contact email:
[email protected]

CFP: The Profession

Intermezzo, a digital longform publication – http://intermezzo.enculturation.net/ – seeks submissions that deal with rhetoric and rhetoric and composition as a profession.

Profession, the MLA’s dedicated publication to issues regarding professionalization in Modern Languages and Literatures, has long served the field regarding discussion of professional issues. While Profession has published work on rhetoric and rhetoric and composition, the focus of the journal is not dedicated to these areas. And while rhetoric and rhetoric and composition journals publish articles on professional matters, no publication is dedicated to the profession in a focused manner. Rhetoric and rhetoric and composition journals do not have the space to devote to only professional discussions. Intermezzo is interested in providing a dedicated space for such discussions. Submissions can be co-authored or co-edited but should include multiple voices. While there is no obligation to produce more than one collection, we hope this will become an annual series.

Intermezzo seeks 20-40,000 word volumes that explore professional issues relevant to rhetoric and rhetoric and composition: hiring, tenure, writing as a writing professional, bureaucracy, budgetary issues, general education pressures, marginalization, becoming a department or independent program, developing majors and minors, being department or program heads, policy debates, rhetoric and rhetoric and composition’s place in the Humanities curriculum, and other related topics. Submissions can include video, image visualizations, graphics, or other non-print forms of expression.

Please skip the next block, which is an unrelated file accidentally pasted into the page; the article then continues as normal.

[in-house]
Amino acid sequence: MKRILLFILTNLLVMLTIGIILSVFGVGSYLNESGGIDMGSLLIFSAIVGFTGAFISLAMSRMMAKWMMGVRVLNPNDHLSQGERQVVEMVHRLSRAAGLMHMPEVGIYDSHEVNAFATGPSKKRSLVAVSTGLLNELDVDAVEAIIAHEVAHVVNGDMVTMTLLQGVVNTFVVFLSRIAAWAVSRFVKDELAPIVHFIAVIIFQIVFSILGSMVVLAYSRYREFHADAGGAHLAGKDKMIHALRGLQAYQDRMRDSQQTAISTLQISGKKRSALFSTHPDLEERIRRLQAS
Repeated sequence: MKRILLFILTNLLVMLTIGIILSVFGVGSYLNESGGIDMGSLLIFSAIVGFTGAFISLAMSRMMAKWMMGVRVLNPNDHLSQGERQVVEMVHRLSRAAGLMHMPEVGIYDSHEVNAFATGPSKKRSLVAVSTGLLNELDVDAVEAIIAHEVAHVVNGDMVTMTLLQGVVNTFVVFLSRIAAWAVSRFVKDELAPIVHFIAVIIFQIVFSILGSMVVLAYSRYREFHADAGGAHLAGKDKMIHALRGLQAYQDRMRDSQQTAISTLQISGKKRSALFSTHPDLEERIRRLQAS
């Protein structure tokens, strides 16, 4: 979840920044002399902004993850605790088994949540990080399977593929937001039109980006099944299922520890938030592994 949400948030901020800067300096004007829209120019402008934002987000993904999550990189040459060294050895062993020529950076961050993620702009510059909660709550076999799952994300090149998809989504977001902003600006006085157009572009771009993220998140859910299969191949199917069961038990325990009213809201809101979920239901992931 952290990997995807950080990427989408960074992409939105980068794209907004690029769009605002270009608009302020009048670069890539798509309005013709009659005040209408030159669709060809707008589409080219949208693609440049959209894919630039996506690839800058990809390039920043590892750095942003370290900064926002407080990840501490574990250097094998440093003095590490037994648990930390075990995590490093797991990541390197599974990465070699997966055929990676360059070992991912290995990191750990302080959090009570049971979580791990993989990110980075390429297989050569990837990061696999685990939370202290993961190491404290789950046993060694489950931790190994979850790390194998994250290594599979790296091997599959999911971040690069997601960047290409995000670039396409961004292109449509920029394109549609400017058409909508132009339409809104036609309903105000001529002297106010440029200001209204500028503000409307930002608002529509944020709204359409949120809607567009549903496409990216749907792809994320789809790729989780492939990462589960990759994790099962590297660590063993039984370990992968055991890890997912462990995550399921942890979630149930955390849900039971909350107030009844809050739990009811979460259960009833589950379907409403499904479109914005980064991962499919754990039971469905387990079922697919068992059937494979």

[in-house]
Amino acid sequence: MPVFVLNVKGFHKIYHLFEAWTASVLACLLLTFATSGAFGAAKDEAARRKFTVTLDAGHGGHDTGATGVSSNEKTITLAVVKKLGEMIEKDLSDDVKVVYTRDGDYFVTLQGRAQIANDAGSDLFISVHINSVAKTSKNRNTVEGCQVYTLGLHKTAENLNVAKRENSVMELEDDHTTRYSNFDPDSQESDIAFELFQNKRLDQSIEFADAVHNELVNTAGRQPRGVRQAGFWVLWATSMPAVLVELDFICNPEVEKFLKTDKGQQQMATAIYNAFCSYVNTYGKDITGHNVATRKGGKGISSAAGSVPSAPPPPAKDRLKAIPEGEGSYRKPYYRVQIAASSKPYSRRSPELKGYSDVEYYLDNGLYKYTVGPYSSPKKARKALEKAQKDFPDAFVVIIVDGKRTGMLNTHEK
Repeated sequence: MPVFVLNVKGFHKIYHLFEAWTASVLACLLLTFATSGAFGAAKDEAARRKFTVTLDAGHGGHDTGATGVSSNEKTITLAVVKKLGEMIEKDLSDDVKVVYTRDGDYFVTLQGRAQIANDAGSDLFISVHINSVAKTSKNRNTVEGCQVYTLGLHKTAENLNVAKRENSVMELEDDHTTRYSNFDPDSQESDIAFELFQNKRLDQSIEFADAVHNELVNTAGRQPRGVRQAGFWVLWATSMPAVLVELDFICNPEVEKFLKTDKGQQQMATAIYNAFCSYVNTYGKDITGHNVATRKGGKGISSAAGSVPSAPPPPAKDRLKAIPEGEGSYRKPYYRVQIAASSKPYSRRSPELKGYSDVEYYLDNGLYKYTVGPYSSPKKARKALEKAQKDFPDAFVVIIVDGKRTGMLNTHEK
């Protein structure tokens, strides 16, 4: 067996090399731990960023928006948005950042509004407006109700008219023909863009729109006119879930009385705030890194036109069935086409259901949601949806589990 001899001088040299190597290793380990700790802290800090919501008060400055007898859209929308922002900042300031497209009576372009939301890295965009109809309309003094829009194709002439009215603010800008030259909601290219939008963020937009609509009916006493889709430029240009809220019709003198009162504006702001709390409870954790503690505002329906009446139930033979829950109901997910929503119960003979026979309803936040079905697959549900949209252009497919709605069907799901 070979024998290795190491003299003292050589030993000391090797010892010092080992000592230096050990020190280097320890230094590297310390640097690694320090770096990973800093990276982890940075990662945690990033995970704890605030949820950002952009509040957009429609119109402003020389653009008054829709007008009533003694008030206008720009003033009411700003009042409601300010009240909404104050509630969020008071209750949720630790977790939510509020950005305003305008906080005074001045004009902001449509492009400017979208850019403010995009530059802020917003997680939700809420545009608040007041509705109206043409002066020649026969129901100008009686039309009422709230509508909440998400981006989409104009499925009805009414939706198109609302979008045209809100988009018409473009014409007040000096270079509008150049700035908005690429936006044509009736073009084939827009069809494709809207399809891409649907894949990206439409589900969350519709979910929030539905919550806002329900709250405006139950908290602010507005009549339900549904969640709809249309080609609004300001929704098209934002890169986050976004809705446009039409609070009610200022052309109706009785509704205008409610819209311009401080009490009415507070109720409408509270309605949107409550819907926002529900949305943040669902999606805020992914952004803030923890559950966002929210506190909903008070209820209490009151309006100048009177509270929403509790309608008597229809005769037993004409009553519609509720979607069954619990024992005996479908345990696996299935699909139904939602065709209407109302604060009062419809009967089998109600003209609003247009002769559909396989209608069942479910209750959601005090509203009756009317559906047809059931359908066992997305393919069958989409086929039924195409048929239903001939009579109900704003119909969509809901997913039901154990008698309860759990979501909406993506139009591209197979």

We are particularly interested in essays from a variety of professional backgrounds: professors, administrators, lecturers, and adjuncts. We are also interested in essays which take advantage of organizational strategies print publications might not publish.

All essays published with Intermezzo undergo peer review. Intermezzo is committed to providing an outlet for essays too long for journal publication, but too short for monograph publication. Essays are published as open source, are registered with the Library of Congress, and receive ISBN numbers. They may include multimedia as well.

Intermezzo is meant to be a venue where writers can produce scholarly work in unique ways, outside of institutional or disciplinary expectation, and it takes advantage of digital media as a platform for both content and distribution of timely topics.

Intermezzo accepts longform essays on a rolling submission basis, with no deadlines.

Please submit submissions, abstracts, or queries to

Jeff Rice
Series Editor
[email protected]

CFP: Lois McMaster Bujold’s Works

[UPDATE] CFP: Biology and Manners: The Worlds of Lois McMaster Bujold. Abstracts due 8 Jan 2016.
full name / name of organization:
Dr. Una McCormack and Dr. Regina Yung Lee
contact email:
[email protected]; [email protected]
Call for Papers:

Potential contributors are invited to submit an abstract for a chapter for inclusion in a forthcoming edited volume on the works of Lois McMaster Bujold.